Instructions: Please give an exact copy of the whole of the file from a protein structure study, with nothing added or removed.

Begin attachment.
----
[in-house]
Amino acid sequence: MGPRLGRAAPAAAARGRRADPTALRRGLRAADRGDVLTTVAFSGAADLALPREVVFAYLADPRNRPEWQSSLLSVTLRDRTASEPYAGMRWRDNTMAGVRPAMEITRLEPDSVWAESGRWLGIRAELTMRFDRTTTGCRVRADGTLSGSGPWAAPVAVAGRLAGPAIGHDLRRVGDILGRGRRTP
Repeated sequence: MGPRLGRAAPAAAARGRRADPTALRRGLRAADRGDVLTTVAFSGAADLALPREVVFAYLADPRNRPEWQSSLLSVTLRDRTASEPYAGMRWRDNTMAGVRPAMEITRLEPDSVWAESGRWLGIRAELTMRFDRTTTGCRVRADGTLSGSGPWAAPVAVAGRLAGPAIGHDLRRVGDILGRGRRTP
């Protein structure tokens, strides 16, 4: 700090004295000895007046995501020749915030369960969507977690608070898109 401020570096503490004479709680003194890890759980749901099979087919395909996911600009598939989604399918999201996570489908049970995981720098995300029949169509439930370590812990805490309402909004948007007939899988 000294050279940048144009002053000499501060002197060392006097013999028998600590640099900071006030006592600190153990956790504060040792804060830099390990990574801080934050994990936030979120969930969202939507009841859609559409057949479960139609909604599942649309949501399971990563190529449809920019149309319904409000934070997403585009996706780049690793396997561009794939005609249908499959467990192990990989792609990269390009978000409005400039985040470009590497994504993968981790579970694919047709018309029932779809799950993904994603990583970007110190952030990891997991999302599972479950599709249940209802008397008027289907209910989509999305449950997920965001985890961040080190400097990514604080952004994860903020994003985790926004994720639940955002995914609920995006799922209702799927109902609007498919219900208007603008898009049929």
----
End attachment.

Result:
[in-house]
Amino acid sequence: MGPRLGRAAPAAAARGRRADPTALRRGLRAADRGDVLTTVAFSGAADLALPREVVFAYLADPRNRPEWQSSLLSVTLRDRTASEPYAGMRWRDNTMAGVRPAMEITRLEPDSVWAESGRWLGIRAELTMRFDRTTTGCRVRADGTLSGSGPWAAPVAVAGRLAGPAIGHDLRRVGDILGRGRRTP
Repeated sequence: MGPRLGRAAPAAAARGRRADPTALRRGLRAADRGDVLTTVAFSGAADLALPREVVFAYLADPRNRPEWQSSLLSVTLRDRTASEPYAGMRWRDNTMAGVRPAMEITRLEPDSVWAESGRWLGIRAELTMRFDRTTTGCRVRADGTLSGSGPWAAPVAVAGRLAGPAIGHDLRRVGDILGRGRRTP
């Protein structure tokens, strides 16, 4: 700090004295000895007046995501020749915030369960969507977690608070898109 401020570096503490004479709680003194890890759980749901099979087919395909996911600009598939989604399918999201996570489908049970995981720098995300029949169509439930370590812990805490309402909004948007007939899988 000294050279940048144009002053000499501060002197060392006097013999028998600590640099900071006030006592600190153990956790504060040792804060830099390990990574801080934050994990936030979120969930969202939507009841859609559409057949479960139609909604599942649309949501399971990563190529449809920019149309319904409000934070997403585009996706780049690793396997561009794939005609249908499959467990192990990989792609990269390009978000409005400039985040470009590497994504993968981790579970694919047709018309029932779809799950993904994603990583970007110190952030990891997991999302599972479950599709249940209802008397008027289907209910989509999305449950997920965001985890961040080190400097990514604080952004994860903020994003985790926004994720639940955002995914609920995006799922209702799927109902609007498919219900208007603008898009049929």